Argentina will be forced to default by 2011 unless the government reaches an accord with investors, Stone Harbor Investment Partners says; Chile’s central bank will probably keep its benchmark interest rate at a record low; Striking Brazilian workers are winning salary increases that outpace inflation; Investors should sell Brazilian equities and buy Russian shares, according to Renaissance Capital.
TOP STORIES; MOST READ ON BLOOMBERG
Argentina Forecast to Default Without Debt Accord: Week Ahead
Argentina will be forced to default by 2011 unless the government reaches an accord with investors holding $20 billion of bonds kept out of the last restructuring offer, Stone Harbor Investment Partners says.
Chile’s Central Bank Will Probably Hold Its Rate at Record Low
Chile’s central bank will probably keep its benchmark interest rate at a record low in a bid to safeguard a nascent economic rebound amid tame inflation.
Brazil Wage Gains Outpace Inflation Amid Recovery: Week Ahead
Striking Brazilian workers are winning salary increases that outpace inflation, adding to concern the nation’s economic recovery will prompt policy makers to lift interest rates from record lows.
Sell Brazil Stocks, Buy Russia as P/Es Converge: Chart of Day
Investors should sell Brazilian equities and buy Russian shares because the gap in valuations is poised to narrow, tracking this year’s convergence in government bond yields, according to Renaissance Capital.
Banco Panamericano SA (BPNM4) (BPNM4 BS): The Brazilian bank controlled by media magnate Silvio Santos may sell three-year dollar bonds to yield between 7.25 percent and 7.50 percent, according to a person familiar with the transaction. Panamericano fell 2.6 percent to 7.20 reais when the shares last traded Oct. 9.
GVT Holding SA (GVTT3 BS): The Brazilian telecommunications company was downgraded to “equal-weight” from “overweight” at Morgan Stanley, which said the stock is “fully valued” after a takeover by Telefonica SA. GVT rose 0.9 percent to 47.25 reais when shares last traded Oct. 9.
Tam SA (TAMM4 BZ): Brazil’s biggest airline said Chief Executive Officer David Barioni Neto left the company Oct. 9 of his own accord. The company named Líbano Miranda Barroso, the Chief Financial Officer, as an interim replacement. Tam gained 3.5 percent to 24 reais when it last traded Oct. 9.
TPI Triunfo Participacoes e Investimentos SA (TPIS3 BS): The Brazilian highway and port operator plans to sell 9.3 million new common shares, and could raise 53 million reais ($30 million), based on the Oct. 9 closing price of 5.75 reais. The shares fell 0.7 percent.
Votorantim Celulose e Papel SA (VCPA3 BS): The Brazilian company that bought Aracruz Celulose SA (ARCZ6 BS) to form the world’s biggest pulp maker was assigned a “stable” outlook by Fitch Ratings. VCP gained 0.5 percent to 30.04 reais when the shares last traded Oct. 9. Aracruz was also given a “stable” outlook. Shares gained 0.3 percent to 4.05 reais on Oct. 9.
Masisa SA (MASISA) : The maker of wood panels may partner with U.S.-based Hancock Natural Resource Group, Inc. to seek investment opportunities in Brazil. Masisa wants to buy about 40,000 hectares of forest property in Brazil, the company wrote in a filing posted Oct. 9 on the Chilean security regulator’s Web site. Masisa rose 4.4 percent to 82.92 pesos when shares last traded Oct. 9.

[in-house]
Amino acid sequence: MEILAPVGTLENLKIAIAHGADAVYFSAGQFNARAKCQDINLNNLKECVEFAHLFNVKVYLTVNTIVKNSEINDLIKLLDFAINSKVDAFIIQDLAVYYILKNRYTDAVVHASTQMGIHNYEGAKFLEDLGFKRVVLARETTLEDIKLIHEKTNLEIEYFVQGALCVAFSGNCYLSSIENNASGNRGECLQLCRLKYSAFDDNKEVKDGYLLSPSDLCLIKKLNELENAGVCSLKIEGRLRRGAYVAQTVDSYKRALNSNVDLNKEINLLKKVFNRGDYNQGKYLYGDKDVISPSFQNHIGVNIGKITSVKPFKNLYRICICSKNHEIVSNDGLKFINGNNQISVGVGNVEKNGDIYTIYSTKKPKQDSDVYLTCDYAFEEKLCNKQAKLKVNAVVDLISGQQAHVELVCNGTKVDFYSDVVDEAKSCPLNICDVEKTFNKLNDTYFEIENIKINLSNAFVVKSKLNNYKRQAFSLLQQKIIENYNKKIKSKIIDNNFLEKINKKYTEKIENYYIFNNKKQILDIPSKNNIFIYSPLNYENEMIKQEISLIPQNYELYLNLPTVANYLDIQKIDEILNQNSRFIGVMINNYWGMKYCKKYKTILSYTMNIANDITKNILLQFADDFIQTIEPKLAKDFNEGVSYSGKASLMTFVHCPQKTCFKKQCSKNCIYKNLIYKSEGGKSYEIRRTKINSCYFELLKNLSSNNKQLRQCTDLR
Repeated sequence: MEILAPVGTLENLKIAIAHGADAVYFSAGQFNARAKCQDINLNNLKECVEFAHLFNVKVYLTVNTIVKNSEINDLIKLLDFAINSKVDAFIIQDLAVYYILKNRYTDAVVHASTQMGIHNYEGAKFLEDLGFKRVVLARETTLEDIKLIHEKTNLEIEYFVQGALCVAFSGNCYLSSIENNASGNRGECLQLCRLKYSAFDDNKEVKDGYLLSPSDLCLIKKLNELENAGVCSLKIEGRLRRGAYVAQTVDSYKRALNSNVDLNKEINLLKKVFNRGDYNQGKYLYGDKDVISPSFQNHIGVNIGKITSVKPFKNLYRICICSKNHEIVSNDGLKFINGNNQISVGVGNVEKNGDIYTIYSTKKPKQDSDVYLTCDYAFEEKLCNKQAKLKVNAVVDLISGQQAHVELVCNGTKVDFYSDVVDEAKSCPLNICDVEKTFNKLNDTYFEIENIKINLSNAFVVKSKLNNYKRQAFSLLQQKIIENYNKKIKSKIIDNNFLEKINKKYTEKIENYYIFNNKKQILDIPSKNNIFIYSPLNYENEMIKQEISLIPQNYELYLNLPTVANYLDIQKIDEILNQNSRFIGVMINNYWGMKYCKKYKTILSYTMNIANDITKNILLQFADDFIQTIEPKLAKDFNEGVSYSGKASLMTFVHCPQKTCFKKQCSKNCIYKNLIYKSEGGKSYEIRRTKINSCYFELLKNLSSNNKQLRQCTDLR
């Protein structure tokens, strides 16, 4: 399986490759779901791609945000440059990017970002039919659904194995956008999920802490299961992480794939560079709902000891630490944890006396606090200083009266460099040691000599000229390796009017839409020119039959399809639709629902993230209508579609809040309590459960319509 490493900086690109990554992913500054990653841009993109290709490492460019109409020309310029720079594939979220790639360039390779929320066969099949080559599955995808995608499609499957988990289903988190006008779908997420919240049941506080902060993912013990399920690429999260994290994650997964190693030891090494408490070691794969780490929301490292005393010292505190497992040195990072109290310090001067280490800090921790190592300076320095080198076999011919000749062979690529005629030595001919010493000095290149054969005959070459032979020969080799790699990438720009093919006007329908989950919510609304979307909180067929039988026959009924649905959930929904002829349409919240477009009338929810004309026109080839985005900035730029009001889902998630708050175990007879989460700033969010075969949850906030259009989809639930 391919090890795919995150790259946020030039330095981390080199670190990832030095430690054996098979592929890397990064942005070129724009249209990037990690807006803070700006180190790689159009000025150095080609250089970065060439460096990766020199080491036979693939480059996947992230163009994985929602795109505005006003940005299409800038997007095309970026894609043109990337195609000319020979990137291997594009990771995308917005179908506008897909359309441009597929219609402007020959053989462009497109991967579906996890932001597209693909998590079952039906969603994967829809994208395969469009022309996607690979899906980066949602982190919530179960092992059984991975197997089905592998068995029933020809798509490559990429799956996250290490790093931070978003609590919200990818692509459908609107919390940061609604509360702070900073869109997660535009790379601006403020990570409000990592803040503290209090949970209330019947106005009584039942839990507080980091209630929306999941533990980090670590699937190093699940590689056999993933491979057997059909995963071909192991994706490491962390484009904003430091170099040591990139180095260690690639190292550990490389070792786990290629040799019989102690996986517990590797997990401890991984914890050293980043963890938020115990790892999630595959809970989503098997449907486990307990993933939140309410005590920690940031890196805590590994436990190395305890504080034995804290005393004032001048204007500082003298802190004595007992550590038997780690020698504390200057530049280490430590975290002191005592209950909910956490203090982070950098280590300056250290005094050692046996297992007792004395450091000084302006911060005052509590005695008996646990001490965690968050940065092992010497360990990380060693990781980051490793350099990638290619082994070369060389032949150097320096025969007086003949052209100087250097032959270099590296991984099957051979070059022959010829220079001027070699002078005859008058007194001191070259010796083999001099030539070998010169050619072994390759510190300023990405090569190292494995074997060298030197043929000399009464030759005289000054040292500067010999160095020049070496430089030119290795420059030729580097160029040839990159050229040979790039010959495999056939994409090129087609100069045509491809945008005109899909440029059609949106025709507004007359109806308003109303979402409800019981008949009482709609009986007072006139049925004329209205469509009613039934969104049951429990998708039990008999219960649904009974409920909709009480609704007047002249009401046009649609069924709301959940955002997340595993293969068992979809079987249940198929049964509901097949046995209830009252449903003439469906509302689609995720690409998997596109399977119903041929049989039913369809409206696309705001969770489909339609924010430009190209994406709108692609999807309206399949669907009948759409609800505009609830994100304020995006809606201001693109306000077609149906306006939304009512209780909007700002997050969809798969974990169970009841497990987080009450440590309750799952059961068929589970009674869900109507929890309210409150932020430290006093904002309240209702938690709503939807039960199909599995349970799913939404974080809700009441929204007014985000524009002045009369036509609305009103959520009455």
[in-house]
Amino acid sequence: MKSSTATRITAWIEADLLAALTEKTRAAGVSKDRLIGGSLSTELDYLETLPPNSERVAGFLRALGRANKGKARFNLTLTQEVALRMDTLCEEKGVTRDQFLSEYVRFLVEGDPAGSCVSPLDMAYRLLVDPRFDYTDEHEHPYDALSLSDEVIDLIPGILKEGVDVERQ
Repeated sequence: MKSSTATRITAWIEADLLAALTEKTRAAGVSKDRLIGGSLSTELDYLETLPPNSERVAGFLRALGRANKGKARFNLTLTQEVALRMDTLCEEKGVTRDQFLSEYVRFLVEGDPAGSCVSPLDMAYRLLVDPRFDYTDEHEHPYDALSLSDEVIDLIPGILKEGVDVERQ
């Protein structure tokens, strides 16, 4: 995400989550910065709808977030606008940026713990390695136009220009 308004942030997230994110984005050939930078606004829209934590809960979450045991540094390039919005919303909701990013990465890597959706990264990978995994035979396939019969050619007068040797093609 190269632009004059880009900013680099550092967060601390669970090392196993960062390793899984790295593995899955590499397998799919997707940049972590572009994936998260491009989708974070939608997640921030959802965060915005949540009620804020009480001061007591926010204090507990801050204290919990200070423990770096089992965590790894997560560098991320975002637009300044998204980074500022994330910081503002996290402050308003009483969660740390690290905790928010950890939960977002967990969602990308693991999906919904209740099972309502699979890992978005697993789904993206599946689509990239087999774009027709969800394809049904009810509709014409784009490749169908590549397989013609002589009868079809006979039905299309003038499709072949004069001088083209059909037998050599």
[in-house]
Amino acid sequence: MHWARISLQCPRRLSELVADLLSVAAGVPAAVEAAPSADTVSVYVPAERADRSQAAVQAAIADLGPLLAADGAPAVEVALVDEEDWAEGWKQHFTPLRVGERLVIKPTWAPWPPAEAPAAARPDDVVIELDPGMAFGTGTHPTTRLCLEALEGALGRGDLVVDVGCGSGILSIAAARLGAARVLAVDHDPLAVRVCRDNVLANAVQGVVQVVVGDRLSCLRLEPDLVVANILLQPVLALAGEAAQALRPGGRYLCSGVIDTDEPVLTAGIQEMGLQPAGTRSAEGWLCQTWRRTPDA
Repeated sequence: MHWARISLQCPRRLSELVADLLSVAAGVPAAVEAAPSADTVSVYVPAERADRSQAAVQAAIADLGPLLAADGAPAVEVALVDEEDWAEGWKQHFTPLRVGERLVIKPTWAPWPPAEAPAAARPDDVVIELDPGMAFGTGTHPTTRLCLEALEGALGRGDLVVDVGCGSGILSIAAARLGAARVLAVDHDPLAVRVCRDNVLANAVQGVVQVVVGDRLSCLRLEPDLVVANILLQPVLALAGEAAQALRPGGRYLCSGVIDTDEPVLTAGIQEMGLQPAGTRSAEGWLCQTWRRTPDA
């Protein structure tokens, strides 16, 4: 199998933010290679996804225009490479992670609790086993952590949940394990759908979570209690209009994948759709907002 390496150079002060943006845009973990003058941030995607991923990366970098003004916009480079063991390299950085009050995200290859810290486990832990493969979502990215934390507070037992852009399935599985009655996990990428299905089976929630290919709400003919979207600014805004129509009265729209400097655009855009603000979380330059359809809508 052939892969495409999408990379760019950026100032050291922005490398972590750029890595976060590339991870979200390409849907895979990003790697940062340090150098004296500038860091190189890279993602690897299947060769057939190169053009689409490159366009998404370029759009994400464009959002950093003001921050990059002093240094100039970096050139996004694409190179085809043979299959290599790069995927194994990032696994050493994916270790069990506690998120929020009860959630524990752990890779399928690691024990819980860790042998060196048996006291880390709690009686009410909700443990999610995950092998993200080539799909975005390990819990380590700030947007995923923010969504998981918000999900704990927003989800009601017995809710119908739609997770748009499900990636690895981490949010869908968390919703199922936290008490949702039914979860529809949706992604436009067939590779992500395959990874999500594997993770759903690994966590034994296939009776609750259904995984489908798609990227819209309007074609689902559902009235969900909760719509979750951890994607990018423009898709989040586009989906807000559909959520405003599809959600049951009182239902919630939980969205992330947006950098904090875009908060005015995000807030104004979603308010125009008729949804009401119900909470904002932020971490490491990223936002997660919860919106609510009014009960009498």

Alfa SAB (ALFAA) : Third-quarter estimates of the world’s largest maker of aluminum engine heads and blocks were raised at Citigroup Inc. on the expected strength of its auto-parts and petrochemical businesses. Alfa rose 6 percent to 76.42 pesos.
Controladora Comercial Mexicana SAB (COMERUBC) : The price estimate of the supermarket operator that defaulted on debt a year ago was raised to 13.50 pesos from 9.50 pesos at Citigroup Inc. The company’s proposal to restructure “will feasibly receive a favorable response,” Citigroup Inc. analysts wrote in a note to clients after yesterday’s close. Comerci rose 0.4 percent to 10.75 pesos.
LATIN AMERICAN MARKETS:
Chile: The central bank will keep its overnight interest rate unchanged at a record low of 0.5 percent, according to all 11 economists in a Bloomberg survey. The report is scheduled to be released at 6 p.m. New York time.
The peso rose 0.1 percent to 554.10 per dollar.
The yield for a basket of Chile’s 10-year peso bonds in inflation-linked currency units, called unidades de fomento, fell two basis points to 2.72 percent on Oct. 9, according to Bloomberg composite prices.
Other prices in Latin American markets:
Argentina: The peso rose 0.1 percent to 3.8288 per dollar.
Brazil: The real fell 0.2 percent to 1.744 per dollar.
The yield on the zero-coupon, real-denominated bond due in January 2010 rose two basis points, or 0.02 percentage point, to 8.74 percent, according to Bloomberg prices.
Colombia: The peso was little changed at 1,847.20 per dollar.
The yield on Colombia’s benchmark 11 percent bonds due July 2020 was little changed at 8.756 percent, according to Colombia’s stock exchange.
Mexico: The peso rose 0.2 percent to 13.2218 per dollar.
The yield on Mexico’s 10 percent bond due December 2024 dropped five basis points to 8.01 percent, according to Banco Santander SA.
Peru: The sol gained 0.1 percent to 2.8570 per dollar.
The yield on Peru’s 8.6 percent bond maturing August 2017 rose two basis points to 4.91 percent, according to Citigroup Inc.’s unit in Lima.
ECONOMIES: Brazil will post its weekly trade balance; Chile will publish its nominal overnight rate target.
To contact the reporter on this story: Laura Price in London at email@example.com
To contact the editor responsible for this story: David Papadopoulos at firstname.lastname@example.org